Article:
Winning Bid $40
Lot 145. Roy Campanella Autographed 1990-91 Salvino Sport Legends 10. 25” Figurine. Mint in its original packaging and box, the figurine is #1935 of 2000 “approved and autographed by Roy Campanella and similarly approved by Salvino Sport Legends,” according to an accompanying Certificate of Authenticity with a Rick Salvino signature. The autograph is mint 9 on a signature plaque adhered to the figurine. It comes with letter that has a John Frischman signature dated March 31, 1991, stating that he “personally witnessed Roy Campanella sign his name.” Campanella is widely considered one of the best catcher’s in baseball history. In 1999, “The Sporting News” ranked him 50th on its list of 100 Greatest Baseball Players. In 1958, an auto accident left him paralyzed. He died in 1993.
Winning Bid $180
Lot 146. Mickey Cochrane Handwritten 1945 World War II Letter to His Wife. Cochrane was only 34 in 1937 when a pitch from Bump Hadley fractured his skull and ended his Hall of Fame Major League career. Several months after the Japanese attack on Pearl Harbor on Dec. 7, 1941, Cochrane enlisted in the U.S. Navy. The head injury limited his service options, and he was assigned to the Great Lakes Naval Training Center near Chicago, where he oversaw physical training for recruits and coached the facility’s baseball team. Later, he served near San Francisco. In the letter to his wife, which was mailed on May 7, 1945, Cochrane writes that he is awaiting orders. Otherwise, the two-page letter deals with personal matters and contacts with friends and acquaintances. Cochrane signed the letter as “Mike,” his preferred nickname. The signature and writing in the letter are mint 9 to gem mint 10. His signature is on the envelope in the return address as “G. S. Cochrane” (for Gordon Stanley) followed by “Lt. Cmdr.” and his local address. There are stains on his name and address. In effect, his signature appears a third time because he addressed the enveloped to Mrs. “Gordon S. Cochrane.” This version is nm 7 to nm-m 8 with a couple of small, very light smudges. Cochrane was elected to the Hall of Fame in 1947. He died in 1962. “The Sporting News” ranked him 65th among the best 100 baseball players of the 20th century.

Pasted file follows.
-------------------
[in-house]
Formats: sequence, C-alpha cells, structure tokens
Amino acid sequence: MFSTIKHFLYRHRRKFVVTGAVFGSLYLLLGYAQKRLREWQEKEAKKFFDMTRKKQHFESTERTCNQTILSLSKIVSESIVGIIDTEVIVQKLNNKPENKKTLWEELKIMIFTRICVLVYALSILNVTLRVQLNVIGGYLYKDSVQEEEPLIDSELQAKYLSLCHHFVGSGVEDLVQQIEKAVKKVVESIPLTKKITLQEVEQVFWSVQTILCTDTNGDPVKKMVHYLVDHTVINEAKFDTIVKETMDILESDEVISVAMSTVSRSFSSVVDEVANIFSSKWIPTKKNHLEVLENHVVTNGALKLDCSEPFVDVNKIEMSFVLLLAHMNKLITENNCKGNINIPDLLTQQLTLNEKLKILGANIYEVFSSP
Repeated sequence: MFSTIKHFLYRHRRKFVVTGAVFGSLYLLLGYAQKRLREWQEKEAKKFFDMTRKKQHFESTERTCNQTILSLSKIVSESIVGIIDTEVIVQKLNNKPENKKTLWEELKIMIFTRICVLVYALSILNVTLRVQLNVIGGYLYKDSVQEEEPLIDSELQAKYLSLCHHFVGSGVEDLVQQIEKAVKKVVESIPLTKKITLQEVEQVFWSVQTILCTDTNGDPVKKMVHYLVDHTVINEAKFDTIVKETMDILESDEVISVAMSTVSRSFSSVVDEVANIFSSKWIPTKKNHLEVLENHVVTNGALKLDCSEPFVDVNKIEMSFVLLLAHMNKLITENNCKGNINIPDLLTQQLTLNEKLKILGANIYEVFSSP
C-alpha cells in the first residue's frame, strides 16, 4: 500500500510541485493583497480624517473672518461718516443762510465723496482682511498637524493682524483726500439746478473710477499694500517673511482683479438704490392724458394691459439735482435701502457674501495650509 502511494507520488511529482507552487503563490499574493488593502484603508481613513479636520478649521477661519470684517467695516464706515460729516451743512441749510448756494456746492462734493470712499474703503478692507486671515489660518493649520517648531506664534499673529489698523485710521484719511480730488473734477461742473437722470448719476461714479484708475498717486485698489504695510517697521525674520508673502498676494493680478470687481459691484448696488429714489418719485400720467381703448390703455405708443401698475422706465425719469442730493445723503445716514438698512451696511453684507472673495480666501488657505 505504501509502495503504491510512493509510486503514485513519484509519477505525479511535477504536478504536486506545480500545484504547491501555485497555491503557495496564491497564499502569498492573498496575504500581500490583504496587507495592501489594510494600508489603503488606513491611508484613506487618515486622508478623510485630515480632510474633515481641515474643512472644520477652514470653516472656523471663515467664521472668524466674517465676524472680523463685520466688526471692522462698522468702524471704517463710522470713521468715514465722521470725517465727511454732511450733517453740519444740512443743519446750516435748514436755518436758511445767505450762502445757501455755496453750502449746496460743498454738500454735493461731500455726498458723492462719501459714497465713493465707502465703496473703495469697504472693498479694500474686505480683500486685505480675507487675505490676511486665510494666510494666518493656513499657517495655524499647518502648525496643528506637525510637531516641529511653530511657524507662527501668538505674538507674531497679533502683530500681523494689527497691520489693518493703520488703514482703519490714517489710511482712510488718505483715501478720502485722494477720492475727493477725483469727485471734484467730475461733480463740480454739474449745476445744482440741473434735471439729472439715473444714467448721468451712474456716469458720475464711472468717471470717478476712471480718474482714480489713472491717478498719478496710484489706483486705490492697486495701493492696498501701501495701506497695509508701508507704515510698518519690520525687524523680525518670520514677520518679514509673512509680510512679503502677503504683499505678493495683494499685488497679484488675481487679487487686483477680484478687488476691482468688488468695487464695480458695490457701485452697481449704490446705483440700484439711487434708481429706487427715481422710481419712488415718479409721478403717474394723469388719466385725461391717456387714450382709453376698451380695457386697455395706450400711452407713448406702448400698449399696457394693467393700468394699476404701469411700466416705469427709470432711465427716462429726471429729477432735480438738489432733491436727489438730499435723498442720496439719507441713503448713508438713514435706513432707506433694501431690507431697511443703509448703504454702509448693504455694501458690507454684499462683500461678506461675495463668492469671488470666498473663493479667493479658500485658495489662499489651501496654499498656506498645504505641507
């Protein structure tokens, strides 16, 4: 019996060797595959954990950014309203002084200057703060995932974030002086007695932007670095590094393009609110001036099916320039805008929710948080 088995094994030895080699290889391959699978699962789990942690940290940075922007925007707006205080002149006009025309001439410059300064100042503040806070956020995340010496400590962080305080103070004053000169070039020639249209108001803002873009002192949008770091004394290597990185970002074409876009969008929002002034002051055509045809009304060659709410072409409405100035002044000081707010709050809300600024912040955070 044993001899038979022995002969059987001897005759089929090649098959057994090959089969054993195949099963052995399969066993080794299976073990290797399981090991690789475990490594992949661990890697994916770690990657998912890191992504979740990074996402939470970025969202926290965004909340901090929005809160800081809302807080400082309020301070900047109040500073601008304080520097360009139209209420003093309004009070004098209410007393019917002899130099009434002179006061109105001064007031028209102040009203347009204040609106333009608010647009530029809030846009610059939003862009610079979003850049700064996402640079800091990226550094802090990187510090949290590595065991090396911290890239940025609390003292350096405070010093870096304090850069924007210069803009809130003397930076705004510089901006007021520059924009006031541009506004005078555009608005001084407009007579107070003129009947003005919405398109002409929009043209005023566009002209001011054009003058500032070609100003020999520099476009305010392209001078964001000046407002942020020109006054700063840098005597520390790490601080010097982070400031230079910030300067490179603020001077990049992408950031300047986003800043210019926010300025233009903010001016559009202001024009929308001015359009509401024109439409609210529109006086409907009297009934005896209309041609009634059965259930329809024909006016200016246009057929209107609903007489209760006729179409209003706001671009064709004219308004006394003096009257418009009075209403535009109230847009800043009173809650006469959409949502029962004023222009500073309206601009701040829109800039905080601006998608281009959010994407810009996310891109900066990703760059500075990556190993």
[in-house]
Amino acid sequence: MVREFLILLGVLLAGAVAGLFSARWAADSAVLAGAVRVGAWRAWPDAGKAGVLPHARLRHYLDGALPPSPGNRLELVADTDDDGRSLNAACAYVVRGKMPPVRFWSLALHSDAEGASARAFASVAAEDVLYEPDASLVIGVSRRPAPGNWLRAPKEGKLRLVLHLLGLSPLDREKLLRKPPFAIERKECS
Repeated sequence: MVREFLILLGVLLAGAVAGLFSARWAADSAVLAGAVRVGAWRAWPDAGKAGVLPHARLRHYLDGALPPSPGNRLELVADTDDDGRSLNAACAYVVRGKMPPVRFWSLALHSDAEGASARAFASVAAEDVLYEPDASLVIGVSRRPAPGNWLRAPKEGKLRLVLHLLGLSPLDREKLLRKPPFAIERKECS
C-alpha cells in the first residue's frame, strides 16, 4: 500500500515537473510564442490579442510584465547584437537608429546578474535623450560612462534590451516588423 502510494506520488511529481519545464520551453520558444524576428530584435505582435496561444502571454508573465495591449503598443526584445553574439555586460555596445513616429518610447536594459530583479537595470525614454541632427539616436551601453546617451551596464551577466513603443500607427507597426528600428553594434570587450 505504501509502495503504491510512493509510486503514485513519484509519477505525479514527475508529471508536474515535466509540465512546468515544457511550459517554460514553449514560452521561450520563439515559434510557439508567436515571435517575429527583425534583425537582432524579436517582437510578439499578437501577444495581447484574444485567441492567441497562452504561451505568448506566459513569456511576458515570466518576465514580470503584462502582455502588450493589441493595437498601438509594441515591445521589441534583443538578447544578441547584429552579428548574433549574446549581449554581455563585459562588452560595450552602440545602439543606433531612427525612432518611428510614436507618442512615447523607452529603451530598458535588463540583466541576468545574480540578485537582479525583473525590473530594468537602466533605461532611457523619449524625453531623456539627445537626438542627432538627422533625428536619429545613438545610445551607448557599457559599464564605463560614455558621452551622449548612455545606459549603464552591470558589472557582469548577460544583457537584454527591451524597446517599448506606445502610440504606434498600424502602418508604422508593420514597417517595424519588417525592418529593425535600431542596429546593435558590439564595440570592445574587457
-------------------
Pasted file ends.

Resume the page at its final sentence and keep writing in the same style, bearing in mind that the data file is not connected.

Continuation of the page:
Winning Bid $182
Lot 147. Bobby Cox Signed Line-Up Card for the Atlanta Braves’ 1981 Season Opener vs. the Reds. A four-time Manager of the Year with two different teams, Cox guided the Atlanta Braves to a World Championship in 1995. He retired after the 2010 season and was inducted into the Hall of Fame in 2014. The line-up card is made out in Cox’s hand for the Braves first game of the 1981 season, on April 10 at Fulton County Stadium. Cox signed it as “B. Cox.” The signature is gem mint 10. As expected, the 5.25” x 7” card was folded in half so that Cox could carry it in his pocked to and from home plate. The Braves defeated the Cincinnati Reds, 5-3, and a copy of the box score and an inning-by-inning account of the game accompanies the lineup card.
Winning Bid $30
Lot 148. Bill Dickey VG 3 Autograph on an Unlined Index Card. Dickey had a 17-season Hall of Fame career as a catcher with the New York Yankees, 1928-43 and 1946. He was inducted into the Hall of Fame in 1954. He died in 1993. All letters in his name are light but visible.
Minimum Bid $10
Lot 149. Elmer Flick Gold HOF Plaque Postcard Autographed on the Reverse. An outfielder in 13 Major League seasons in either Philadelphia or Cleveland, Flick led the N.L. in RBI in 1900 and the A.L. in batting in 1905 and in stolen bases in 1904 and 1906. In 1963, he was unanimously elected to the Baseball Hall of Fame by the Veterans Committee. His mint 9 signature on the postcard back is dated 1968. He died in 1971.
Winning Bid $138
Lot 150. 9 Unlined Index Cards Autographed by Frank Frisch, HoF Second Baseman. Each card is boldly signed “‘The Old Flash’ Frank Frisch.” The signatures come in five different colors – black, blue, red, orange and green. The orange example is nm 7 to nm-m 8, and the others are nm-m 9 or better. Frisch starred in baseball, basketball, football and track at Fordham University. Because of his speed, he became known as “The Fordham Flash.” Later, he fans and teammates called him “The Old Flash.” In 19 MLB seasons, he batted .316 while playing for the Giants and Cardinals. He helped each team to win two World Series Championships. In 1931, he earned the first N.L. MVP award presented by the Baseball Writers’ Association of America. And in 1933, he was selected to play in the first All-Star game. Frisch was elected to the Hall of Fame in 1937. On “The Sporting News” list of Baseball’s 100 Greatest Players, Frisch ranked 88th. He died in 1973.
Winning Bid $403
Lot 151. Bart Giamatti Signed 1989 MLB “Office of the Commissioner” Letter. A former president of Yale University and a professor of English literature, Angelo Bartlett Giamatti was Commissioner of Major League Baseball for only five months before he died unexpectedly of a heart attack. He was only 51. On June 12, 1989, he signed this brief typed letter: “I do not sign index cards, but I do sign letters.” His signature as “Bart Giamatti” is mint 9. The 7.25” x 10.5” stationery shows multiple folds. One running through Giamatti’s autograph only minimally affects its appearance.
Winning Bid $138